The subsequent development of the Party’s line on the colonial question was a process of trimming, except for a interval in 1939 following the outbreak of the Second World War when Harry Pollitt was forces to resign and make a self-criticism for supporting the then imperialist war. The two most important stages in this trimming process were the document, ’For a Soviet Britain’, published in 1935, which introduced the question, “Can Britain feed herself?” and the l5th Congress which limited the whole question to a demand for “full democratic rights for the colonial people including trades unions”, plainly implying this to be possible within the British Empire.

The extent to which opportunism was making leading members of the CPGB fear the consequences of self determination for the colonies, which the bourgeoisie argued would mean a loss of markets and unemployment Britain, is clearly revealed. The following quote, showing a complete failure to understand imperialism, is the result.

The British engineering industry under workers’ control will be able to propose co-operation with the colonial peoples, who will be able at last to build their own economy and develop their own industry and transport. They can get the iron and steel and machinery they require from Britain and other such countries in exchange for foodstuffs...and raw materials.(4)

The nominal independence of third world countries since, the war has proved that the imperialists are not averse to such a relationship of ’mutual cooperation’.

However, as pointed out above the outbreak of the Second World War stemmed this degeneration. Harry Pollitt’s call for support for the war against Germany in 1939 when it was purely an imperialist war clearly revealed Pollitt as an opportunist and the architect of revisionism in the CPGB. He: had undoubtedly, in the years prior to 1939, been preparing opinion in the Party for the support of British imperialism against German (fascist) imperialism on the basis of supporting democracy against fascism. In the 14th Congress report of 1937 on ’The Fight for Peace’, the language of opposition to British imperialism and the national government is expressed in a condemnation of the “national government’s shameful betrayal of the people of Abyssinia”. What can we conclude from such talk? Is it that Britain should have despatched troops to defend Abyssinia from annexation by the Italians? But Britain is an imperialist power. Wouldn’t despatching troops amount to a contest for annexation? Not according to Harry Pollitt’s revisionist leadership because British imperialism can be forced to allow the ’full democratic rights for the colonial-people.’ It is to the credit of the majority of the CPGB members, many of whom took part in the struggle against social-chauvinism in the First World War that Harry Pollitt was made to resign and make a self-criticism. This clear break with Pollitt’s pro-imperialist line gave the CPGB a new lease of life. A vigorous struggle against the Labour Party followed.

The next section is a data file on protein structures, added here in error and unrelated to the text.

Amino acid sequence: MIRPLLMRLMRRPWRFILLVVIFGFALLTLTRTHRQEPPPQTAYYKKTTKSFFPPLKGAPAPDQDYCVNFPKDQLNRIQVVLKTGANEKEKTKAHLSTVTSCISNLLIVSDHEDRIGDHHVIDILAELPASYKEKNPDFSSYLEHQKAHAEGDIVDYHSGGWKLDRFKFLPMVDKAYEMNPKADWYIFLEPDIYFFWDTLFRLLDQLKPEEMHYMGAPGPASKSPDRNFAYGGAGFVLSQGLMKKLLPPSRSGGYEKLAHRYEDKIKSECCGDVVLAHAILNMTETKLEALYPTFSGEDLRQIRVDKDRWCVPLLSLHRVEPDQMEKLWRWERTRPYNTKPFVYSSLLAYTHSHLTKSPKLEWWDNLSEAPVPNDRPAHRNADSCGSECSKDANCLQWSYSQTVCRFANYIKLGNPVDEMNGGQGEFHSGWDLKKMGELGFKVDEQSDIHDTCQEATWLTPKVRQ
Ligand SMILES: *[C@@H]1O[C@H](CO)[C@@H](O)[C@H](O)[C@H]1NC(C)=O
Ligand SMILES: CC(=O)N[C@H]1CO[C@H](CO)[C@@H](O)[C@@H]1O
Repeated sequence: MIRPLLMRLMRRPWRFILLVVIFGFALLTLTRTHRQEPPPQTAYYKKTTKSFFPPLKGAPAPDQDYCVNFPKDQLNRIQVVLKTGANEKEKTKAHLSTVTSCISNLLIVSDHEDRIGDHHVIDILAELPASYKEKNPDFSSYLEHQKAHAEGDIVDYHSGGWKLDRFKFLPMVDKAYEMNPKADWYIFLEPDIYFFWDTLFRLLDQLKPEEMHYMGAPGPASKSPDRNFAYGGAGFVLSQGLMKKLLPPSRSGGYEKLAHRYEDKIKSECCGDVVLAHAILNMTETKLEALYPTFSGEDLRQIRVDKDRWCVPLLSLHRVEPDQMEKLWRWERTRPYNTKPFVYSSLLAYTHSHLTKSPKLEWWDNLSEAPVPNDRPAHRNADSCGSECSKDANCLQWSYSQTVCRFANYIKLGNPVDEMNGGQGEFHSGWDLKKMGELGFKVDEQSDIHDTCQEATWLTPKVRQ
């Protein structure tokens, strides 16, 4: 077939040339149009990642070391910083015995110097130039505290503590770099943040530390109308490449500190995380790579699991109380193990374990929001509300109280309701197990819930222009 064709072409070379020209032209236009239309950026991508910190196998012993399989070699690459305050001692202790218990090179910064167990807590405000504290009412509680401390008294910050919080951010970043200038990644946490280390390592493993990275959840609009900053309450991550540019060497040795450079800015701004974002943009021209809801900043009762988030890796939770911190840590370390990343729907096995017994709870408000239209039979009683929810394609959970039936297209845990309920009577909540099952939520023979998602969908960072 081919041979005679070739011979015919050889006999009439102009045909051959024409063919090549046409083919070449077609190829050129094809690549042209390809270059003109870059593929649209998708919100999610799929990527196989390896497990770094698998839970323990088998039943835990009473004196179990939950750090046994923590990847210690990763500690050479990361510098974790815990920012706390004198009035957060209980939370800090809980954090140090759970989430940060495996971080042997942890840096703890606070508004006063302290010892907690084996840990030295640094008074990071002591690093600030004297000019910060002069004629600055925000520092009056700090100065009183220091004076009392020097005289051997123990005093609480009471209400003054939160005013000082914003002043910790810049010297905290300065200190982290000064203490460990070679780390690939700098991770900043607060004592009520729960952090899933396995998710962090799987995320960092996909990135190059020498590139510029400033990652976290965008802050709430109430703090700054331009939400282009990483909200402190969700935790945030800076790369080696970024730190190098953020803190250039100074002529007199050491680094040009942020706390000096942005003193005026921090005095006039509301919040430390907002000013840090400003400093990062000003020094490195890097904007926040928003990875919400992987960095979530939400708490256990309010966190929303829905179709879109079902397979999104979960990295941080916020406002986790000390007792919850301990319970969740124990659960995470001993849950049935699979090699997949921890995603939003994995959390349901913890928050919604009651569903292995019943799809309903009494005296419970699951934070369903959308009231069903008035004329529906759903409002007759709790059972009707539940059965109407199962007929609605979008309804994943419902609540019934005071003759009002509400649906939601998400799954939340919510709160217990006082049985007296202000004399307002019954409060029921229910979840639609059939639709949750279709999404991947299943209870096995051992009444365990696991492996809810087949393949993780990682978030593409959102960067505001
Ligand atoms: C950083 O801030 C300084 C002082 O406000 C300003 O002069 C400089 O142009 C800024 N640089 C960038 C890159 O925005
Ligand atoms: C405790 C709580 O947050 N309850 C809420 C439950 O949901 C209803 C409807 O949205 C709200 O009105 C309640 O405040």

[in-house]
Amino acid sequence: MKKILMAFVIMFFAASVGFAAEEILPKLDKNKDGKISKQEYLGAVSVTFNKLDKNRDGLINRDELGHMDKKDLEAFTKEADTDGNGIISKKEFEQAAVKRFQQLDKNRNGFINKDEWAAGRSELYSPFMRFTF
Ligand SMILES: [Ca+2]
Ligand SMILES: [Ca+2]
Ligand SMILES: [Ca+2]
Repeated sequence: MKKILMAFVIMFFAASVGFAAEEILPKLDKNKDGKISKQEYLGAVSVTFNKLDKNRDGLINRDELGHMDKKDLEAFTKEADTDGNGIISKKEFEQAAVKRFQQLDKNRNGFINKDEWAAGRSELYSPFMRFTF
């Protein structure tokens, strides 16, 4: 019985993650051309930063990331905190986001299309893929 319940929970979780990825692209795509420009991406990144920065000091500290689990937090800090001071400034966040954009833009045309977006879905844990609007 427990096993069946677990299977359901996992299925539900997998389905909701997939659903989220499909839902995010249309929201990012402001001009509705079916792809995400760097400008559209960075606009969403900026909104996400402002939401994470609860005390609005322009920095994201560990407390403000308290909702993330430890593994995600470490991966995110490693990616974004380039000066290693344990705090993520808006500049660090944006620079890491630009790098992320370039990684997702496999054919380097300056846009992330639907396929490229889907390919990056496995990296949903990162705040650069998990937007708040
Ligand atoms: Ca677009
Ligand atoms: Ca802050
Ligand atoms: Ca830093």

This reorientation, as must be expected, was met by a vicious reaction from the Labour Party and the TUC. This period was a great test for the Party. Social democracy conspiracy with the police and the courts to silence ’The Daily Worker’ and to create public opinion to have it banned. The general secretary of the TUC, Sir Walter Citrine, and others brought a libel-action against the publisher of ’The Daily Worker’ in 1940. And, of course they won. Subsequently ’The Daily Worker’ was banned.

The invasion of the Soviet-Union and the formation of the international united front against fascism and in defence of the Soviet Union undoubtedly altered the situation by making the main aspect the war between socialism and imperialism. It was necessary to call upon workers to defend socialism and smash fascism and capitalism. However, Britain had its own imperialist in the war which had to be exposed. But this was seriously lost sight of.